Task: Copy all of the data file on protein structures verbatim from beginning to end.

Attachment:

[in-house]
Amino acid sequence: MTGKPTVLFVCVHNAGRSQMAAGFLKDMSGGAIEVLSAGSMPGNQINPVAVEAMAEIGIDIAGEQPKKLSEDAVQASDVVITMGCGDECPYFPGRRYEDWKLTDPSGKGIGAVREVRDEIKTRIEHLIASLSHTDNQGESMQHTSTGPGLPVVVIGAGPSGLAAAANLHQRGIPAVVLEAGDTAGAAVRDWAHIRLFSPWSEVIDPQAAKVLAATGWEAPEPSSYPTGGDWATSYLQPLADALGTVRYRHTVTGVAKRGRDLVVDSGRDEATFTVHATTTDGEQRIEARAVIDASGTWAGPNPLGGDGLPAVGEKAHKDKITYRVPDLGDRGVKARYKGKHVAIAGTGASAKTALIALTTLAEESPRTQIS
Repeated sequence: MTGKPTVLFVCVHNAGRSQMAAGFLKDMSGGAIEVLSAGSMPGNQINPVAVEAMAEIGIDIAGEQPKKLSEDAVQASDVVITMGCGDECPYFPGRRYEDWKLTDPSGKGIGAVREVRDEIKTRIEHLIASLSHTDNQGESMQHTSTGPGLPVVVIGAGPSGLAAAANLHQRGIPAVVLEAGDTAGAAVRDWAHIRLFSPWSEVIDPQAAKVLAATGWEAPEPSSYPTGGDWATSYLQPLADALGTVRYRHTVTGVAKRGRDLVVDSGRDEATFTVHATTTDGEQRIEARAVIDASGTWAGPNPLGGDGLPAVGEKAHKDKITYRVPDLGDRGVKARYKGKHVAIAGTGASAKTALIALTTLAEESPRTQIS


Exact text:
[in-house]
Amino acid sequence: MTGKPTVLFVCVHNAGRSQMAAGFLKDMSGGAIEVLSAGSMPGNQINPVAVEAMAEIGIDIAGEQPKKLSEDAVQASDVVITMGCGDECPYFPGRRYEDWKLTDPSGKGIGAVREVRDEIKTRIEHLIASLSHTDNQGESMQHTSTGPGLPVVVIGAGPSGLAAAANLHQRGIPAVVLEAGDTAGAAVRDWAHIRLFSPWSEVIDPQAAKVLAATGWEAPEPSSYPTGGDWATSYLQPLADALGTVRYRHTVTGVAKRGRDLVVDSGRDEATFTVHATTTDGEQRIEARAVIDASGTWAGPNPLGGDGLPAVGEKAHKDKITYRVPDLGDRGVKARYKGKHVAIAGTGASAKTALIALTTLAEESPRTQIS
Repeated sequence: MTGKPTVLFVCVHNAGRSQMAAGFLKDMSGGAIEVLSAGSMPGNQINPVAVEAMAEIGIDIAGEQPKKLSEDAVQASDVVITMGCGDECPYFPGRRYEDWKLTDPSGKGIGAVREVRDEIKTRIEHLIASLSHTDNQGESMQHTSTGPGLPVVVIGAGPSGLAAAANLHQRGIPAVVLEAGDTAGAAVRDWAHIRLFSPWSEVIDPQAAKVLAATGWEAPEPSSYPTGGDWATSYLQPLADALGTVRYRHTVTGVAKRGRDLVVDSGRDEATFTVHATTTDGEQRIEARAVIDASGTWAGPNPLGGDGLPAVGEKAHKDKITYRVPDLGDRGVKARYKGKHVAIAGTGASAKTALIALTTLAEESPRTQIS